As disheartening as it may be to acknowledge, incidents of racial discrimination are still prevalent in this day and age.
There’s a large discrepancy between the number of people who’ve witnessed acts of racism and those who decide to act upon it.
According to research conducted by business psychology firm Pearn Kandola with 1,500 individuals between November 2017 and January 2018, more than half of people in the UK have witnessed an act of racism in the workplace.
However, almost one third of those people did nothing about it.
Here’s what you can do if you see someone being racially abused in public:
Speak up if it’s safe to do so
As per the Public Order Act of 1986, it’s a criminal offence for someone to deliberately stir up racial hatred by directing insulting language at an individual or exhibiting threatening behaviour.
If you witness someone being racially abused, you could stand up to the perpetrator by asking them to leave the victim alone.
However, as the Australian Human Rights Commission outlines as part of its “Racism. It stops with me” campaign, you should only say something if you think that it’s safe to do so in that particular situation.
“Standing up to racism can be a powerful sign of support. It can also make the perpetrator think twice about their actions,” the organisation states.
“When responding, always assess the situation and never put yourself at risk. Your actions don’t need to involve confrontation.”
The use of racist language can have a very harmful impact on the mental health of victims, as charity Campaign Against Living Miserably explains.
“People who say stuff that’s racist may not consider themselves as being prejudiced, but may take the mick out of someone’s accent or birthplace,” the charity writes.
“Although it is easy to go along with a joke at someone else’s expense, it makes people feel down, depressed, worthless and isolated.”
Report the incident
If you witness an incident of racial abuse, then it would be wise to report the incident to the authorities.
Not only will this ensure that the perpetrator is appropriately dealt with, but it will also provide the victim with security.
Childline advises making a note of every detail of the incident as soon as possible, as your witness account could prove vital as evidence later on.
If you believe that the victim is being threatened by the perpetrator or is at risk of further attack, then you can report the incident to the police by calling 999 or 101.
Despite the prevalence of racism in the workplace, the study conducted by Pearn Kandola highlighted the need for more people to report it.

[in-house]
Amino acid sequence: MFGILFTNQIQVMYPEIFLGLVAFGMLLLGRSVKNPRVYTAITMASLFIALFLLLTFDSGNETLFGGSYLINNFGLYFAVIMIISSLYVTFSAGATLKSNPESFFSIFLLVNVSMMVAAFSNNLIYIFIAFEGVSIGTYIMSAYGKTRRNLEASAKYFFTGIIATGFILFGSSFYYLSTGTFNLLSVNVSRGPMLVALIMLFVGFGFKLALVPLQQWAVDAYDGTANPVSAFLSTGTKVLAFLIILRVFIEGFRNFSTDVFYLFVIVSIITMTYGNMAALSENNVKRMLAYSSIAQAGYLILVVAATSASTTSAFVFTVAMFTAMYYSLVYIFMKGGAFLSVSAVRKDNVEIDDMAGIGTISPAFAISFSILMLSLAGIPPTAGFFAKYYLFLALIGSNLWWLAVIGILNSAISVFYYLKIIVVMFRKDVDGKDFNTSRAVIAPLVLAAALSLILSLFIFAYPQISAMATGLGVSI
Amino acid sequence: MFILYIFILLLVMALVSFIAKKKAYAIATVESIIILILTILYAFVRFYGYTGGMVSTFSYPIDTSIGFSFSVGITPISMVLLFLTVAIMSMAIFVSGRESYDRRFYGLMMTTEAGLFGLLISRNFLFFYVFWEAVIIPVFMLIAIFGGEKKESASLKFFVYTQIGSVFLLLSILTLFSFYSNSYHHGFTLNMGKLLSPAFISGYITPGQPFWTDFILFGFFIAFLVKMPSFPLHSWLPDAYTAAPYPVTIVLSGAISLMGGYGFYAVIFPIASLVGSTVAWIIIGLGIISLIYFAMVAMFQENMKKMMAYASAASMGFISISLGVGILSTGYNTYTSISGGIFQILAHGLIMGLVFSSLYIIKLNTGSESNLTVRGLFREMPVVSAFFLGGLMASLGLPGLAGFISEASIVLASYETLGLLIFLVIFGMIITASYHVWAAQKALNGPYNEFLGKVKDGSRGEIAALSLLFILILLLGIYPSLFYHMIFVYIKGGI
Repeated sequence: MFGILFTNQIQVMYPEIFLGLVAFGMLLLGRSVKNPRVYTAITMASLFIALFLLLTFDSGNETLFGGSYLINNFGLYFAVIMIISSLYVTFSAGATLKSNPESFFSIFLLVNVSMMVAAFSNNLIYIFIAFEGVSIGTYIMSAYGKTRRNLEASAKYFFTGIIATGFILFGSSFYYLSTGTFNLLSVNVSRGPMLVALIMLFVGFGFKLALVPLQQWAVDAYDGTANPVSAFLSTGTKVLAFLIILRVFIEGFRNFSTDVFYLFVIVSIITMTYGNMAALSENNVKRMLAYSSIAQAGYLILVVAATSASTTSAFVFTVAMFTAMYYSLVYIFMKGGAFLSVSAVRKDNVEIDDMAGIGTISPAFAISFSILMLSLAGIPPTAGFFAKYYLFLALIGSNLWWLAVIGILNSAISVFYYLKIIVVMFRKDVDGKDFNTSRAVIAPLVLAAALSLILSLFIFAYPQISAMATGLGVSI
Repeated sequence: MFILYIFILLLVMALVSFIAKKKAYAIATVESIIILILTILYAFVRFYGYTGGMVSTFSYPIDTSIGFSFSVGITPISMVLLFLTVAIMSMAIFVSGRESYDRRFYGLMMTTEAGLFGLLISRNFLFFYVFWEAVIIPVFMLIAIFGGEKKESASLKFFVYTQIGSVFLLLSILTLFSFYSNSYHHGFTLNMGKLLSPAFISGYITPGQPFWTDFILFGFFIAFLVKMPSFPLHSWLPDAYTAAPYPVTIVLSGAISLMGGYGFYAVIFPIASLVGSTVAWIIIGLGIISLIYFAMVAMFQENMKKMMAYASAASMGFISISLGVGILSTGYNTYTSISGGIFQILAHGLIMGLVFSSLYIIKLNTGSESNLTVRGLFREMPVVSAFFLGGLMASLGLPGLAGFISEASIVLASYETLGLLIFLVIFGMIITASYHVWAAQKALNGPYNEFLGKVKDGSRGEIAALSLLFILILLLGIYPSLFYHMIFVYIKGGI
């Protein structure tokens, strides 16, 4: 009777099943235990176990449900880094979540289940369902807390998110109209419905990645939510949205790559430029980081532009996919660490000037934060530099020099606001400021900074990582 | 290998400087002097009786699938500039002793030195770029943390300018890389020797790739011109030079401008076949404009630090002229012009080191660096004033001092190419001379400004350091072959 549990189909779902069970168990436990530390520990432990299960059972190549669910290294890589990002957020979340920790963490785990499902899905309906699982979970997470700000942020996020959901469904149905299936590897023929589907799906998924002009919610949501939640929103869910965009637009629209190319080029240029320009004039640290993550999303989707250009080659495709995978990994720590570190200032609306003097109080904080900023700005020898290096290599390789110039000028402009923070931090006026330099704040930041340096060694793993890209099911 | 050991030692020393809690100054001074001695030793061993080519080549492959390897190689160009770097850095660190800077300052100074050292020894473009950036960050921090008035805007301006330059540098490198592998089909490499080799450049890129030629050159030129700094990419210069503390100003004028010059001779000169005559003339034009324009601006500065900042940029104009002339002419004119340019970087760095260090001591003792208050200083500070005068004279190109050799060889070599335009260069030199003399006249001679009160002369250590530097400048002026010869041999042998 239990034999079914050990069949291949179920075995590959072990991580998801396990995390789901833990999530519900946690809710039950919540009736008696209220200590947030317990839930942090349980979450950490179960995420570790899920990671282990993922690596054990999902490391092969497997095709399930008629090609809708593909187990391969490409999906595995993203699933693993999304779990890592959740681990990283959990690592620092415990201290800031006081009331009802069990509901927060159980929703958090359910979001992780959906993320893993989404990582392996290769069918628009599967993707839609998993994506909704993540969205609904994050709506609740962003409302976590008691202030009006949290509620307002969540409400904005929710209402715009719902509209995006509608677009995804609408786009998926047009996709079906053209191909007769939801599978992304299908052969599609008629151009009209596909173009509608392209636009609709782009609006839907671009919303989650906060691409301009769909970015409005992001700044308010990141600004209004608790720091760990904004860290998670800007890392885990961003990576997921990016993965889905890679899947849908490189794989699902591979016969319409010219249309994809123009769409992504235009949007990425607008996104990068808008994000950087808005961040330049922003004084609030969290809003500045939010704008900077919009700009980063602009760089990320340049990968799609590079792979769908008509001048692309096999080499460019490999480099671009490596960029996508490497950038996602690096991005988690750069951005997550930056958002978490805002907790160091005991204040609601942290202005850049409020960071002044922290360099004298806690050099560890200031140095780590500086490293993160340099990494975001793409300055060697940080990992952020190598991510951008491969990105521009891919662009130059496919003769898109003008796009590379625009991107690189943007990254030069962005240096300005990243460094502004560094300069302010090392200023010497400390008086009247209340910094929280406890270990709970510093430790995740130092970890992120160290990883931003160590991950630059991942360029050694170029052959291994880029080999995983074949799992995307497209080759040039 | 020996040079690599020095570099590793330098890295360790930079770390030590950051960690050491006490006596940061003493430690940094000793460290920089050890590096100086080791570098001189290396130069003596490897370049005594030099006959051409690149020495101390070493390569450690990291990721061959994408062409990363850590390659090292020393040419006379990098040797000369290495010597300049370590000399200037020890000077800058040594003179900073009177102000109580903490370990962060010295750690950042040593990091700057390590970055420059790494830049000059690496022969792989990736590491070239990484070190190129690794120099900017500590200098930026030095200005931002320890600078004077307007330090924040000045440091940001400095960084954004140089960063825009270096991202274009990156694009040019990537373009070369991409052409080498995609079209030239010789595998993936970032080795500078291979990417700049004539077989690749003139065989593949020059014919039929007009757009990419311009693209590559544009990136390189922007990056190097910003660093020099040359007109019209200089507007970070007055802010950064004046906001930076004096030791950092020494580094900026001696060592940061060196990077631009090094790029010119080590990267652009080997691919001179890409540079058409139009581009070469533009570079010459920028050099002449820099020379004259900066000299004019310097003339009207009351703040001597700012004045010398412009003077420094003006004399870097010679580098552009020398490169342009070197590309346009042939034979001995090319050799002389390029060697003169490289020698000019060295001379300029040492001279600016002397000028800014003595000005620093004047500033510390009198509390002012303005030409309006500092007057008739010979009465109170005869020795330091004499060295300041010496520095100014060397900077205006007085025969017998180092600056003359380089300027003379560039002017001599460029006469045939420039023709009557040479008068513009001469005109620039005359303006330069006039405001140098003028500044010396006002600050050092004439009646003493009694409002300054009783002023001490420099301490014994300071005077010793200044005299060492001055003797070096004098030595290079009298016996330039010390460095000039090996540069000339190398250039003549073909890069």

“I’m astounded that the rates of witnessed racism in the modern workplace are still so staggeringly high,” says Professor Binna Kandola OBE, senior partner at Pearn Kandola.
More than a third of those polled by the company who reported racial abuse were white, in comparison to a quarter of black people and a quarter of Asian people.
“It’s encouraging that white people, who are the least likely to experience racism, as the most likely to fight the issue,” Professor Kandola says.
“The fact that ethnic minority people are the least likely to take action against racism, out of fear of the consequences, suggests that organisations provide less psychological safety for minority groups.”
How to support victims of racial abuse at work
In the opinion of Sandra Kerr OBE, race equality director of non-profit organisation Business in the Community (BITC), employers should be doing far more to make employees feel as though they can safely report incidents of racial abuse at work.
“Many incidents of racial harassment occur in workplaces - whether that’s directed towards employees or between customers or clients - yet often employees feel unable to call this behaviour out,” she tells The Independent.
According to recent research carried out by BITC, only 22 per cent of employees said that they feel as though they’ve received adequate support from their employees when addressing harassment.
“Employers can take a number of approaches in supporting employees to call out racial bullying and harassment,” she explains.
“These could include providing employees with training on how to respond to these incidents and when to escalate them to a supervisor, and an approved script on how to defuse the situation which is tailored to the organisation.”
Kerr also stresses that employees should be made to feel comfortable reporting racial harassment internally within an organisation.
“Formal and informal reporting mechanisms should be made available, so employees have multiple ways to report, and employers should clearly communicate their zero tolerance policies and that they take this issue seriously,” she says.
Join our new commenting forum
Join thought-provoking conversations, follow other Independent readers and see their replies